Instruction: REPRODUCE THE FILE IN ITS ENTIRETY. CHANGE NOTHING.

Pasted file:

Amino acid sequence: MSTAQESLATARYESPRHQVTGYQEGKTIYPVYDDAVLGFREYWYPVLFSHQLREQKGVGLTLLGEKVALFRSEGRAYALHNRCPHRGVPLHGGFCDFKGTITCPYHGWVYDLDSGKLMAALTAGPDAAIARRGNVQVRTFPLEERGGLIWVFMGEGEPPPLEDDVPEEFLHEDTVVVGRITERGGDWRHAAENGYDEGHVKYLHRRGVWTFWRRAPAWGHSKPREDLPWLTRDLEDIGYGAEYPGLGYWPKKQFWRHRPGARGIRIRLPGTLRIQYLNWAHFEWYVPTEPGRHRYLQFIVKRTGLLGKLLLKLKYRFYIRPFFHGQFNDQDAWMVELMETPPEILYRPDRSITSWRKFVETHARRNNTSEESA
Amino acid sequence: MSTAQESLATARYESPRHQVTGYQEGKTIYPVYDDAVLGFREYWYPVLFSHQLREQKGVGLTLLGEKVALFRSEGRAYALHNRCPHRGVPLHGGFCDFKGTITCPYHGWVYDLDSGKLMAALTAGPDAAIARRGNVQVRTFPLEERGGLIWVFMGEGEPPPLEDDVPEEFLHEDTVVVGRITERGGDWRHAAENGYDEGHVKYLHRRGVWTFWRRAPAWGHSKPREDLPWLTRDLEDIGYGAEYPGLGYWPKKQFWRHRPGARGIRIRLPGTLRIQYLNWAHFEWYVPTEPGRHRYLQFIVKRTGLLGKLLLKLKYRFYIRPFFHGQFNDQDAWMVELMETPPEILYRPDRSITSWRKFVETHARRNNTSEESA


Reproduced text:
Amino acid sequence: MSTAQESLATARYESPRHQVTGYQEGKTIYPVYDDAVLGFREYWYPVLFSHQLREQKGVGLTLLGEKVALFRSEGRAYALHNRCPHRGVPLHGGFCDFKGTITCPYHGWVYDLDSGKLMAALTAGPDAAIARRGNVQVRTFPLEERGGLIWVFMGEGEPPPLEDDVPEEFLHEDTVVVGRITERGGDWRHAAENGYDEGHVKYLHRRGVWTFWRRAPAWGHSKPREDLPWLTRDLEDIGYGAEYPGLGYWPKKQFWRHRPGARGIRIRLPGTLRIQYLNWAHFEWYVPTEPGRHRYLQFIVKRTGLLGKLLLKLKYRFYIRPFFHGQFNDQDAWMVELMETPPEILYRPDRSITSWRKFVETHARRNNTSEESA
Amino acid sequence: MSTAQESLATARYESPRHQVTGYQEGKTIYPVYDDAVLGFREYWYPVLFSHQLREQKGVGLTLLGEKVALFRSEGRAYALHNRCPHRGVPLHGGFCDFKGTITCPYHGWVYDLDSGKLMAALTAGPDAAIARRGNVQVRTFPLEERGGLIWVFMGEGEPPPLEDDVPEEFLHEDTVVVGRITERGGDWRHAAENGYDEGHVKYLHRRGVWTFWRRAPAWGHSKPREDLPWLTRDLEDIGYGAEYPGLGYWPKKQFWRHRPGARGIRIRLPGTLRIQYLNWAHFEWYVPTEPGRHRYLQFIVKRTGLLGKLLLKLKYRFYIRPFFHGQFNDQDAWMVELMETPPEILYRPDRSITSWRKFVETHARRNNTSEESA